IT Services | Leadership Team | Development
Our IT services client, in business for over 10 years, was experiencing double-digit growth and had built an 8-person leadership team to direct and deliver an expanding service portfolio over a wider UK footprint. The team comprised 3 founding directors and 5 heads of function who had joined over the previous 12 months.
The team’s capability to make decisions and achieve goals together was at an early stage. As such, this under-development had become a potential risk to further company success.
Over the 12-months the team had been forming, attempts to develop a robust process of collective decision-making had been buffeted by the demands of operational fire-fighting. The team had yet to fully form and work out the fundamentals of team working, and find a rhythm and balance between managing operations and leading strategically.
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The company’s growth was in danger of slowing. The founding directors were are risk of carrying an ever heavier load. Risks and opportunities were not being recognised and managed.
The Managing Director wanted a practical offsite experience for the expanded leadership team to explore collective decision-making and achieving goals together.
We created an experiential programme that explored psychological safety, self-awareness, connection, bias, team roles, collective sense-making, and decision-making models. This involved a mixture of indoor work and outdoor exercises, featuring some competitive fun and some deeper work.
“Massive thanks for your time and efforts. It was a hugely enjoyable and productive and I know from speaking to the others that they felt the same.” Leadership Team Member.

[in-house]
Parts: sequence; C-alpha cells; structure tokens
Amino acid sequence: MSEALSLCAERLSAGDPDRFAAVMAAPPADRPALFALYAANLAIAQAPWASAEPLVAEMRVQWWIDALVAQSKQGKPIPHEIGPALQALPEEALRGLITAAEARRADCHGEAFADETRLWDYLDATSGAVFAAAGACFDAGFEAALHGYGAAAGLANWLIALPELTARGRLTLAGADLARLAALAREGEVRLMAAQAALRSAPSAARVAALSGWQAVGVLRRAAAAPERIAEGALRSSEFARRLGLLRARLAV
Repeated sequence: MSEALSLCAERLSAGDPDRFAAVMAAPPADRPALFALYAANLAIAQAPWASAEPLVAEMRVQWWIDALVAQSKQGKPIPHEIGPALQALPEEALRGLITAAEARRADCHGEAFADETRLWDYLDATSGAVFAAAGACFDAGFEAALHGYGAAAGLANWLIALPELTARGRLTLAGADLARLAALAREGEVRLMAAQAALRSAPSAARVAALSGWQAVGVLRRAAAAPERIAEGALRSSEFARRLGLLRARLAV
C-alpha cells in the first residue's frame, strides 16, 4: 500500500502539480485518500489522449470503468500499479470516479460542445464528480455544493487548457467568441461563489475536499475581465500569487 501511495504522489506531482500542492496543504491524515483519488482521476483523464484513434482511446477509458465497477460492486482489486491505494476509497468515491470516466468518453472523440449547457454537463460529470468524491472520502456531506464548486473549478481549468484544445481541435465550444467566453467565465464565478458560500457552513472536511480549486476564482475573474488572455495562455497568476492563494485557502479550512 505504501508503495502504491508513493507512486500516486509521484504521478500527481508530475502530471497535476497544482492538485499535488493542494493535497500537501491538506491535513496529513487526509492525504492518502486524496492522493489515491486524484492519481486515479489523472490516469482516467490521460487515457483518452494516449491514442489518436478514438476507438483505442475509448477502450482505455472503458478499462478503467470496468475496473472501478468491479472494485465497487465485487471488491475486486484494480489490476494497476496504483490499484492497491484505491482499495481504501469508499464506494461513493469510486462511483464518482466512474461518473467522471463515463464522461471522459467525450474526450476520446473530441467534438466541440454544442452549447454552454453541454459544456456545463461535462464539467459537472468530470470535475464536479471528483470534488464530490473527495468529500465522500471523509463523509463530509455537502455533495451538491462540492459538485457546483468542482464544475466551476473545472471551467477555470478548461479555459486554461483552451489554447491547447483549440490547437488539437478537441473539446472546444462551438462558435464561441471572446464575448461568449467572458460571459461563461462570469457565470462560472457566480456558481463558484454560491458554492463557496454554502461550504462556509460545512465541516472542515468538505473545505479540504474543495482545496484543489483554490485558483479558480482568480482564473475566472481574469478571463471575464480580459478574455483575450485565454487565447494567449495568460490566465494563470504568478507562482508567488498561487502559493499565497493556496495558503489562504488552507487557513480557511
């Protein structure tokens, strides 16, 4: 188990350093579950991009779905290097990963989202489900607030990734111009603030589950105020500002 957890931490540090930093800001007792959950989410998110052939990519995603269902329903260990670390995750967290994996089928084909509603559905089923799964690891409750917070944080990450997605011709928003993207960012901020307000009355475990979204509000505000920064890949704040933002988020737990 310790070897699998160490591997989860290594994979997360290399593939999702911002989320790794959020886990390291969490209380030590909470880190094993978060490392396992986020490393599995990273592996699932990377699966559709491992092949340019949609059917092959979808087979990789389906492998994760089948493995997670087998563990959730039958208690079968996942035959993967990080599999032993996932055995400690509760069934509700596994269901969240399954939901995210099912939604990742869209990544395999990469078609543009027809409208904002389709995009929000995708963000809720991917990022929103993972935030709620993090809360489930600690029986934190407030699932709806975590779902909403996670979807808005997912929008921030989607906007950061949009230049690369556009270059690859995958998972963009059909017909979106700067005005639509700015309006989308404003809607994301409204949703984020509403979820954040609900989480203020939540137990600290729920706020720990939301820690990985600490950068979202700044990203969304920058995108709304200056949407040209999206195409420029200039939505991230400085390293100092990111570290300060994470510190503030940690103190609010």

DESIGN & DELIVERY…
Location impacts the way people think and interact. Going offsite was important to get away from a busy office environment and provide literal and metaphorical space to think and engage more deeply.
We selected Falkland Estate, Fife which provided great workshop space and out-the-door-access to an inspiring landscape of woods, waterfalls, open fields, and hills.
Programme elements included the following:
#1 Safety, Disclosure, Storytelling.
We established ground rules for the day by inviting participants to identify what they needed to give of their best, and then invited them into a powerful disclosure exercise (which they had prepared for in advance). This was designed to promote self-awareness and create a foundation for connection and trust, and provide a process they could use back to the workplace. You can read more about this here.
#2 Score Orienteering.
A number of check points, each of different value depending on distance and difficulty, were laid out around the estate. The team was divided into competing sub-teams. Their objective was to collect as many points as possible within a fixed time-frame after which penalty points would escalate quickly. The exercise was used to encourage reflection on the balance between strategic thinking and operational execution, to notice how a plan (the map) is not the same as reality, and to explore how choices and trade-offs were made in a team setting under pressure of maximising return (points) on investment (of 4 team members over 40 minutes).